The Haylmore Heritage Site is seeking a contractor or volunteer to assist with the restoration of the centre island at the Haylmore site. The project can also be completed by a contractor with sub contractors, or volunteers in a combined manner. Contractors that do not carry Worksafe or commercial liability will fall under that of BRVCA.
The centre island is approximately 30-foot-by-30-foot and tasks include:
- Levelling the top of the centre Island
- Clearing and preparing for establishing a lawn on top of the island
- Preparing a hole for a new flagpole – approximately 4’ deep and 16” diameter (maybe bigger?)
- Concrete work and installation of flagpole
- Seeding grass on top of the Island once the flagpole is in place
The project can be started once the ground is ready to work, but the timing of some tasks will depend on the coordination of the flagpole order and delivery.
This project is managed by the BRVCA Heritage Committee.
Please, contact us at firstname.lastname@example.org if you are interested in this project.
Dear BRVCA and Bralorne Pioneer Museum Society Member,
The BRVCA and Bralorne Pioneer Society Board of Directors met on Monday, February 22 for its quarterly meeting.
The BRVCA meeting started out with a huge boost with the announcement, just received that day, that the Bridge River Valley Community Association
has been funded for $300,000 for the Conservation of the Bralorne Pioneer Mines Office Building and the Adaptive Reuse as a Museum.
The funding source is Community Economic Resiliency Infrastructure Program, the Unique Heritage Infrastructure Stream.
The financial support of the Province of British Columbia through the Ministry of Forests, Lands, Natural Resource Operations and Rural Development was gratefully acknowledged.
A strategy meeting will go ahead to determine how to approach the funding – if renovations proceed immediately or if we attempt to use this funding to leverage for the additional funding required to do all the conservation work on the building. Much more information will be put out in public in the coming months.
Susan Medville, the Heritage Consultant who has worked on this project since its inception walked the Board through the Conservation Plan for the building.
Read here: https://drive.google.com/file/d/16r7aRDDAsC8RhAHo_kDUftRmtH6v1TPD/view?usp=sharing
A review of this year’s operational budget and last years cost centre performance was undertaken led by Michelle Nortje, the Board Treasurer.
The Bralorne Pioneer Museum Board of Directors reviewed the informal Balance Sheet and Profit and Loss statements as well as the 2021 budget for the Museum. Our financial administrator, Cara Demare, led this part of the discussion. The Museum fared well considering the COVID 19 situation in 2020.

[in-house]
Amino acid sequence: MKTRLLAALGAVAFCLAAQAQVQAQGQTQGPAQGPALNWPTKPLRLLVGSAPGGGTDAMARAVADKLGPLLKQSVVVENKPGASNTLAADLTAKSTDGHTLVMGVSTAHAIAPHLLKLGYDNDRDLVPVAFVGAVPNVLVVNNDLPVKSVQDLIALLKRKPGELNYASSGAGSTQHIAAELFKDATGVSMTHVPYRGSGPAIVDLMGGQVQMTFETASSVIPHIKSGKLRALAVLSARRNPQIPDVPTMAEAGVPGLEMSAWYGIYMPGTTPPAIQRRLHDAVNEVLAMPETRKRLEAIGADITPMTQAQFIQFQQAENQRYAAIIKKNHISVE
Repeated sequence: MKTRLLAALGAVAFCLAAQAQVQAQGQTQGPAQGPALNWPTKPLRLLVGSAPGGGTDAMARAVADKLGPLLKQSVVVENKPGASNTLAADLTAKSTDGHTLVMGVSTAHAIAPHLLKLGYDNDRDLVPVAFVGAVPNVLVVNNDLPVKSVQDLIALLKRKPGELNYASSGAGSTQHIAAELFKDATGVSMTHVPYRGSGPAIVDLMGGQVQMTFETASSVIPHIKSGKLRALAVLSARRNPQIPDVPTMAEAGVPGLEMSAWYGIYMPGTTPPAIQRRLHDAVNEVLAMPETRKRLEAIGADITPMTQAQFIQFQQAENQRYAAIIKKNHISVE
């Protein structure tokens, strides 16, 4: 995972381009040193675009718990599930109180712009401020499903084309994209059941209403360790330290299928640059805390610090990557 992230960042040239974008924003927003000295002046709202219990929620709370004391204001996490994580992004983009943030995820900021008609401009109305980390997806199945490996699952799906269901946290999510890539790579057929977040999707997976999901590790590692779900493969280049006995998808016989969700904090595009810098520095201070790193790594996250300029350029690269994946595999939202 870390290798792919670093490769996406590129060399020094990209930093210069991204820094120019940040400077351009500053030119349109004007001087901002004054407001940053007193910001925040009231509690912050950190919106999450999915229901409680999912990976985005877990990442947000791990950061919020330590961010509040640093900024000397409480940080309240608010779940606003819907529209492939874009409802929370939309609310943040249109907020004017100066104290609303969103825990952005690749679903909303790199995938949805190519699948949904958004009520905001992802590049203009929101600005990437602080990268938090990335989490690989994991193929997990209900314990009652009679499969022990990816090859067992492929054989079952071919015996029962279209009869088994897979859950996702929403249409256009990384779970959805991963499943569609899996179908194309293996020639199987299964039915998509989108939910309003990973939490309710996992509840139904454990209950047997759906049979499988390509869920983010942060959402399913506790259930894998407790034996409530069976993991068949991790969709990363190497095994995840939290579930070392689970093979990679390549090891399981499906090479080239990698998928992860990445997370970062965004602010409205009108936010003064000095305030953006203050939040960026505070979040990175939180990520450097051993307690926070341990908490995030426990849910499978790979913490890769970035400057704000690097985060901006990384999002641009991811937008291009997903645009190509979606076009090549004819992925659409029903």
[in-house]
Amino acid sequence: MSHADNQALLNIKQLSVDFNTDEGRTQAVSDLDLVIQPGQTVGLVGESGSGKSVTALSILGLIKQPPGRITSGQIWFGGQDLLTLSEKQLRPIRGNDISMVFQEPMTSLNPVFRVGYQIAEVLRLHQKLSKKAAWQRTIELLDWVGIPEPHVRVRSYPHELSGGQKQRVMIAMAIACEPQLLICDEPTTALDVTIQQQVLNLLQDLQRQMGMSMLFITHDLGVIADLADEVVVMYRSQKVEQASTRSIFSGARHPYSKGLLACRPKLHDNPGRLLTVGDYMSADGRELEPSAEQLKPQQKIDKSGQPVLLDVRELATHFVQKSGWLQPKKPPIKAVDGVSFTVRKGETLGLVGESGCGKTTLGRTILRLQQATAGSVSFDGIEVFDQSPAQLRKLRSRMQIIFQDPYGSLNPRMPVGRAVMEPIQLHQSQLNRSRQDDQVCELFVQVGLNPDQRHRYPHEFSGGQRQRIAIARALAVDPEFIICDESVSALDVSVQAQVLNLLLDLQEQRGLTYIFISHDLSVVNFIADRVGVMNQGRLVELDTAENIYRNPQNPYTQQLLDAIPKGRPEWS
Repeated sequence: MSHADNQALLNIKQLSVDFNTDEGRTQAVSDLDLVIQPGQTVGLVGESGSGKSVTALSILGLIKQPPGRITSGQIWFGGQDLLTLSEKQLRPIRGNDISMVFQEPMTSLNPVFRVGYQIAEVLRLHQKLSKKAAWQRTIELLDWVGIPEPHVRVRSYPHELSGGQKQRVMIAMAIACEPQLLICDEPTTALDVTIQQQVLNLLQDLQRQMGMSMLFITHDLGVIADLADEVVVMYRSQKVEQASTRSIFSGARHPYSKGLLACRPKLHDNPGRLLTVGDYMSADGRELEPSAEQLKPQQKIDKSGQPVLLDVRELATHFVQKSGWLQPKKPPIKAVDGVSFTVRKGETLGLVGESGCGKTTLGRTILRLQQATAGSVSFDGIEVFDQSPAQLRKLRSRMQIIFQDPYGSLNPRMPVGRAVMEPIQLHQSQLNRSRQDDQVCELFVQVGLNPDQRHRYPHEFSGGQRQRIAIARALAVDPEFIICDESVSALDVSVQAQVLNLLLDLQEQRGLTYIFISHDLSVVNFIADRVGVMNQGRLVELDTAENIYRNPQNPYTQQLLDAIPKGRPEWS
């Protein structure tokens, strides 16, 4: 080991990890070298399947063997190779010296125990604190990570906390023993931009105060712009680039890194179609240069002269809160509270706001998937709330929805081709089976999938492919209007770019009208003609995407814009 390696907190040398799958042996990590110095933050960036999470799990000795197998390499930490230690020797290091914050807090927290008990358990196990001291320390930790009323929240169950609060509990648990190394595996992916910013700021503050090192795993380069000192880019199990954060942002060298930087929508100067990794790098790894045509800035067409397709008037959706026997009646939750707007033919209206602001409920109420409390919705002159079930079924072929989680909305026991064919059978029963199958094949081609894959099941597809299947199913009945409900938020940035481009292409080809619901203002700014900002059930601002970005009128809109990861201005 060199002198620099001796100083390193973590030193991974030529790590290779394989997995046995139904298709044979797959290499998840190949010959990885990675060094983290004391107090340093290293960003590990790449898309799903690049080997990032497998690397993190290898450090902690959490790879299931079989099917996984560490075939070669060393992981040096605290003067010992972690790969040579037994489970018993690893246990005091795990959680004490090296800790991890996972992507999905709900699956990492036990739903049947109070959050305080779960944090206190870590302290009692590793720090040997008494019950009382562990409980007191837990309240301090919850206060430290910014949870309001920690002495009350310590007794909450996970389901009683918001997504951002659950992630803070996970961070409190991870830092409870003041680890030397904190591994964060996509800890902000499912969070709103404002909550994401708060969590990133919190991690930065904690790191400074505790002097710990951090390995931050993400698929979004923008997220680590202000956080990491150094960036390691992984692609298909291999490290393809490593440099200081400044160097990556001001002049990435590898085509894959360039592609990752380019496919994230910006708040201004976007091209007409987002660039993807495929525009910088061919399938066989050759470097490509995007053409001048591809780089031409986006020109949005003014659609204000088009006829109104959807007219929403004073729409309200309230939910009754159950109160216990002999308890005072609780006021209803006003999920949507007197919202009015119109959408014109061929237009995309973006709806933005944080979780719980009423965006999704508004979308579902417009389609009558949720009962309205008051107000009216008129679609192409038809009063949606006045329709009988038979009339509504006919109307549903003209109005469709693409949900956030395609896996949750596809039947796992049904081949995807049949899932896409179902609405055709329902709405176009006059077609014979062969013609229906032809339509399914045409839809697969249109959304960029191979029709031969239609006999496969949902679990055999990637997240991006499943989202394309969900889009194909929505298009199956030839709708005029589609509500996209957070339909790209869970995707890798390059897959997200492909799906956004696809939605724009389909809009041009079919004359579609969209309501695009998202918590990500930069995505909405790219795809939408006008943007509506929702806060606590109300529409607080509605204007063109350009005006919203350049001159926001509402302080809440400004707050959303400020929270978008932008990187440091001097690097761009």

The BRVCA Board of Directors accepted the 37 new memberships and renewals received between Dec. 2 and Feb. 18.
The board also did an extensive review of their Access to Records Policy and Bylaw Sections. The Society Act was updated in 2016 and includes many new provisions for inspections of records some of which include a great deal of private information. The Society Act does make provision for Societies to restrict public access to some of the records including accounting records (general ledgers, bank statements etc) and membership lists as well as other documents. Based on legal advice stemming from mid-2020 Society Act information requests and a late 2020 claim with the Civil Resolution Tribunal, the board made recommendations to add to their bylaws at an upcoming General or Annual General Meeting as well as circulate a DRAFT Access to Records policy to the various committees for their comments.
The next planned meeting for the BRVCA and BPM will be a quarterly meeting in late May. We want to thank our board members for their committment to the community and their thoughtfulness in their advice and working through everything related to our community and BRVCA and the Museum.
The Bralorne Pioneer Museum has applied for Young Canada Works for a summer position that extends 15 weeks at 30 hours/week.
The position will pay $15/hr or higher depending on experience. The Museum is in Bralorne BC which is 106 kms. west of Lillooet.
At this time, the funding for the position is yet to be confirmed.
To be eligible for Young Canada Works position:
-you need to be 16 – 30 yrs
-have been a full time high school, college, CEGEP or university student in the semester preceding the YCW work position
-intend to return to full-time studies in the semester following the YCW work assignment
-are willing to commit to the full duration of the YCW work assignment
-be a Canadian Citizen or permanent resident, or have refugee status in Canada and be legally entitled to work in Canada
The Bralorne Pioneer Museum Society has three focus areas, in addition to museum and heritage site tours, that would add substantial value to the career path of a student in museum, heritage or historical studies, with an interest in arts, culture, and tourism.